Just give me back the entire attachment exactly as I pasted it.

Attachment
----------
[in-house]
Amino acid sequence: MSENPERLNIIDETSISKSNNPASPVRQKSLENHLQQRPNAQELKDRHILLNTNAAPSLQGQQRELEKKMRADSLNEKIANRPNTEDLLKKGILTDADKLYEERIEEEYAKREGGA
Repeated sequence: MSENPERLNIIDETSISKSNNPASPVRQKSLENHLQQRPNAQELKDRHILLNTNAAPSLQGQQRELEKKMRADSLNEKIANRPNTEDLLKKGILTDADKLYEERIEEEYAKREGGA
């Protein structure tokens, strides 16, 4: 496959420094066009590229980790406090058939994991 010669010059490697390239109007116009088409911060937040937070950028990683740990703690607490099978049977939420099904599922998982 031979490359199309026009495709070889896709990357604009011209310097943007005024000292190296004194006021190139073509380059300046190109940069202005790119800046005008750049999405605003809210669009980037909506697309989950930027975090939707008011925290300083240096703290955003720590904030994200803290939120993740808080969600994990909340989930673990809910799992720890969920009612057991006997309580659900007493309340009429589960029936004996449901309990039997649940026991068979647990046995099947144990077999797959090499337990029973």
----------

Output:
[in-house]
Amino acid sequence: MSENPERLNIIDETSISKSNNPASPVRQKSLENHLQQRPNAQELKDRHILLNTNAAPSLQGQQRELEKKMRADSLNEKIANRPNTEDLLKKGILTDADKLYEERIEEEYAKREGGA
Repeated sequence: MSENPERLNIIDETSISKSNNPASPVRQKSLENHLQQRPNAQELKDRHILLNTNAAPSLQGQQRELEKKMRADSLNEKIANRPNTEDLLKKGILTDADKLYEERIEEEYAKREGGA
């Protein structure tokens, strides 16, 4: 496959420094066009590229980790406090058939994991 010669010059490697390239109007116009088409911060937040937070950028990683740990703690607490099978049977939420099904599922998982 031979490359199309026009495709070889896709990357604009011209310097943007005024000292190296004194006021190139073509380059300046190109940069202005790119800046005008750049999405605003809210669009980037909506697309989950930027975090939707008011925290300083240096703290955003720590904030994200803290939120993740808080969600994990909340989930673990809910799992720890969920009612057991006997309580659900007493309340009429589960029936004996449901309990039997649940026991068979647990046995099947144990077999797959090499337990029973």